4
\$\begingroup\$

This problem is from Automate The Boring Stuff using Python - Chapter 7.

Write a function that takes a string and does the same thing as the strip() string method. If no other arguments are passed other than the string to strip, then whitespace characters will be removed from the beginning and end of the string. Otherwise, the characters specified in the second argument to the function will be removed from the string.

It takes a string and a character as input and return new stripped string.

#regexStrip.py - Regex Version of strip()

import re

def regex_strip(s, char=None):
    """
    Write a function that takes a string and does the same thing as the strip()
    string method. If no other arguments are passed other than the string to
    strip, then whitespace characters will be removed from the beginning and
    end of the string. Otherwise, the characters specified in the second argu-
    ment to the function will be removed from the string.
    """

    if not char:
        strip_left = re.compile(r'^\s*') #string starting with whitespace
        strip_right = re.compile(r'\s*$') #string ending with whitespace

        s = re.sub(strip_left, "", s) #replacing strip_left with "" in string s
        s = re.sub(strip_right, "", s) #replacing strip_right with "" in string s

    else:
        strip_char = re.compile(char)
        s = re.sub(strip_char, "", s)
    return s

if __name__ == '__main__':
    string_to_be_stripped = input("Enter string to be stripped: ")
    char_to_be_removed = input("Enter character to be removed, if none press enter: ")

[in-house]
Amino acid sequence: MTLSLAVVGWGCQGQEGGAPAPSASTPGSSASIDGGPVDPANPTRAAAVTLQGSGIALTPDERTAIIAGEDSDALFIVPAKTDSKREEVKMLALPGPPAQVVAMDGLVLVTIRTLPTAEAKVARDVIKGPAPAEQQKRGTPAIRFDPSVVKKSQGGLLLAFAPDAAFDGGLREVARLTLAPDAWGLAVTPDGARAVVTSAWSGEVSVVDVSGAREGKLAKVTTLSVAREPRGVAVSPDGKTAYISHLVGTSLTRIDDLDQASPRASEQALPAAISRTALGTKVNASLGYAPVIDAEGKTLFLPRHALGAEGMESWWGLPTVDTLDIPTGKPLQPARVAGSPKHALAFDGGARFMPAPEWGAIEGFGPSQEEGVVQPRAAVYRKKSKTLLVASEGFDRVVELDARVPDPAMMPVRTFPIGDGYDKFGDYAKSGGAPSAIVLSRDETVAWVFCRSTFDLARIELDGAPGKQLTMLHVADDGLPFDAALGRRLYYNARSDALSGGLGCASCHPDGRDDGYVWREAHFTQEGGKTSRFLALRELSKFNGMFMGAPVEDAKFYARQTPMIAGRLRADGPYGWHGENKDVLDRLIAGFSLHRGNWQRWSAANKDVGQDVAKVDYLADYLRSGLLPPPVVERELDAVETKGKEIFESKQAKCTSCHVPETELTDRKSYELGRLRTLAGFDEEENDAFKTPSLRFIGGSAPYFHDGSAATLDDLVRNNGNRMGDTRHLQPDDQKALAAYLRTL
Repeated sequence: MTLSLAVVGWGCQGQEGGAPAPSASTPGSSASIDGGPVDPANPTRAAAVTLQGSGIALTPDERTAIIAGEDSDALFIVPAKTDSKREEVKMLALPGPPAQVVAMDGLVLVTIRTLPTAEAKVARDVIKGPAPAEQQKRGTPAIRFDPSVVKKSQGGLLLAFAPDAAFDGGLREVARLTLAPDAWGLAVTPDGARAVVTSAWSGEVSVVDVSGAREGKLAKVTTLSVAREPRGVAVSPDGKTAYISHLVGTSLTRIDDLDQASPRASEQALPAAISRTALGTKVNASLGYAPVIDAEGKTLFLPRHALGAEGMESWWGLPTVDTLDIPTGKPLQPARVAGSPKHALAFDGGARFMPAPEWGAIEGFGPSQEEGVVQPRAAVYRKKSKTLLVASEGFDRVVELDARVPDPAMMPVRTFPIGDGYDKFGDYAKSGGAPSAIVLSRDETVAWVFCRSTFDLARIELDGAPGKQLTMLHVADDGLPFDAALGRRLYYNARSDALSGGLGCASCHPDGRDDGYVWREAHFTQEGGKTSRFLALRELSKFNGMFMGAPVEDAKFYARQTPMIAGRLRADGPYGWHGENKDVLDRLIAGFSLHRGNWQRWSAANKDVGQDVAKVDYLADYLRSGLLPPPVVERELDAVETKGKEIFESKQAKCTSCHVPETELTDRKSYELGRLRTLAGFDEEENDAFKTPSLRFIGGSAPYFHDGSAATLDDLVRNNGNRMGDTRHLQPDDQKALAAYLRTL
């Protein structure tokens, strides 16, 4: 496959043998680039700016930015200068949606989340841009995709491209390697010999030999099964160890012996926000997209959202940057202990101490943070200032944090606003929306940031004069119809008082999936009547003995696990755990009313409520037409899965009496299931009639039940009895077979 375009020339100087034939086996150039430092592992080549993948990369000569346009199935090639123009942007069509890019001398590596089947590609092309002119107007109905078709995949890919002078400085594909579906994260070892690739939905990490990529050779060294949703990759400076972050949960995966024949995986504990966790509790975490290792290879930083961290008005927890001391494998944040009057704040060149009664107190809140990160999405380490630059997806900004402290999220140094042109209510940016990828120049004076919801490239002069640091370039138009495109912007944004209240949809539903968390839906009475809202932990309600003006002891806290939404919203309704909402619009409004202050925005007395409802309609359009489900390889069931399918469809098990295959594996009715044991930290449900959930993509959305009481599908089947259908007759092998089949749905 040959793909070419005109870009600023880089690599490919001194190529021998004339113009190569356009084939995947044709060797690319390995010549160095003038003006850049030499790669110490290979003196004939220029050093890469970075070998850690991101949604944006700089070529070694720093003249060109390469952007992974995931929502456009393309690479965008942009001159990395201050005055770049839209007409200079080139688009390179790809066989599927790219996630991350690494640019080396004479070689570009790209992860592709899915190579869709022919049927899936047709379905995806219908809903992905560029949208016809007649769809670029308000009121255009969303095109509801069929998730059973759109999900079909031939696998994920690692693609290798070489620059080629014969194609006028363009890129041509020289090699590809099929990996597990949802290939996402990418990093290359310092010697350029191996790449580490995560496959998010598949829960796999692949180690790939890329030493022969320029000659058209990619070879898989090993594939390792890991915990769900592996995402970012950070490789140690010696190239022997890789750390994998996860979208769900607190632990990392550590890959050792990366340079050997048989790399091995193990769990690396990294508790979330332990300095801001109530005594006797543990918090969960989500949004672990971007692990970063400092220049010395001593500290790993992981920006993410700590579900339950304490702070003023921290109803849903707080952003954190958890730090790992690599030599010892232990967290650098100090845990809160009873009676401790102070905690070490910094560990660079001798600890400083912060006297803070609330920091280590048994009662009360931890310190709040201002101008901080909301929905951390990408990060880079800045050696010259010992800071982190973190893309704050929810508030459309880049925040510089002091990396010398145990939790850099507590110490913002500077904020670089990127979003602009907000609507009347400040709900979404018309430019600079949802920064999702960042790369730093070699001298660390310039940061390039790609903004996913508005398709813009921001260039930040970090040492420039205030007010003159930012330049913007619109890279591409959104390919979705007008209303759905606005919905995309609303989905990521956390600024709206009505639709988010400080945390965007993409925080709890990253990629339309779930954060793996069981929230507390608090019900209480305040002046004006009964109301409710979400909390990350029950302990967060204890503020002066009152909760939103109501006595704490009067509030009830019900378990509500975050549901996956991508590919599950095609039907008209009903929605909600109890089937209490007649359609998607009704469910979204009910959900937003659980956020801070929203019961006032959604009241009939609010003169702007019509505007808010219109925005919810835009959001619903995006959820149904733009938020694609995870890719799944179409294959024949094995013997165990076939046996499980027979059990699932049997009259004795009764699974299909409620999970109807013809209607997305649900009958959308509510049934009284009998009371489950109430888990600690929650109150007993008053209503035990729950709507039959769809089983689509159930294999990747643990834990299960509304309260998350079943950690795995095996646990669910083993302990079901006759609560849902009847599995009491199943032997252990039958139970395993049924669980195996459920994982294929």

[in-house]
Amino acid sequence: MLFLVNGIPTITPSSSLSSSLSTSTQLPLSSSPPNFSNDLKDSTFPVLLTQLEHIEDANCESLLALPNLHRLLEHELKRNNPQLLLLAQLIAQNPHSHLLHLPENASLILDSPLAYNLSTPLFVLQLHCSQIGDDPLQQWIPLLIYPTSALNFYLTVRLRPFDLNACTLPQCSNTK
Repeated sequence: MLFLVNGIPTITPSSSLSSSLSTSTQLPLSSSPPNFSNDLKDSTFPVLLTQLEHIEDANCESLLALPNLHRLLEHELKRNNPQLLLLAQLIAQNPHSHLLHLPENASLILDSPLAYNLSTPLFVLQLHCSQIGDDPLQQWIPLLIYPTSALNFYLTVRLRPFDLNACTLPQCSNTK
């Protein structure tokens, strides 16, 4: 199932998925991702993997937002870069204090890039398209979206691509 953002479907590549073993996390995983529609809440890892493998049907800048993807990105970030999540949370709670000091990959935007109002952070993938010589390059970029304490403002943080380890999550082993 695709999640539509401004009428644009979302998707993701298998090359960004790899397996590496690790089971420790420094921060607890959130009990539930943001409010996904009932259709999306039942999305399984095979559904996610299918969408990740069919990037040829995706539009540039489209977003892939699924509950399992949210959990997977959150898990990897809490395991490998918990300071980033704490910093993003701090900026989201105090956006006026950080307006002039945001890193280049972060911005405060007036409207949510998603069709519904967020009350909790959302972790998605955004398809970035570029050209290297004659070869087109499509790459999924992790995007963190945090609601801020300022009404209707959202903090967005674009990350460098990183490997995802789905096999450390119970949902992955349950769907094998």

print(regex_strip(string_to_be_stripped, char_to_be_removed))        

Output:

Enter string to be stripped: foo, bar, cat
Enter character to be removed, if none press enter: ,
foo bar cat
\$\endgroup\$
  • \$\begingroup\$ You should add an automatic test for regex_strip('[in brackets]', '[]'). The result should be 'in brackets'. \$\endgroup\$ – Roland Illig Jul 8 at 6:57
1
\$\begingroup\$

Pre-compilation

In theory, you're going to want to call this function more than once. That means that you only want to pay the cost of regex compilation once, and you should move your re.compile calls out of the function, setting your regex variables in the module's global scope.

Type-hinting

s is s: str, and char is (I think) also char: str.

'Removed from the string'?

I think this is the fault of unclear requirements, but - it would make more sense for the char argument to be the character[s] to strip from the string edges, not characters to remove from anywhere in the string. As such, you would need to re-evaluate how you create your regex.

Combine left and right

There's no need for two regexes. You can use one with a capturing group:

^\s*(.*?)\s*$
\$\endgroup\$
0
\$\begingroup\$

With unsanitized user input, re.compile(char) is dangerous. You should use re.compile(re.escape(char)), which will allow you to strip the asterisks from "***Winner***", instead of crashing with an invalid regular expression.

See also this question and related answers for a different interpretation of the question’s intent for stripping other characters.

\$\endgroup\$

Your Answer

By clicking “Post Your Answer”, you agree to our terms of service, privacy policy and cookie policy

Not the answer you're looking for? Browse other questions tagged or ask your own question.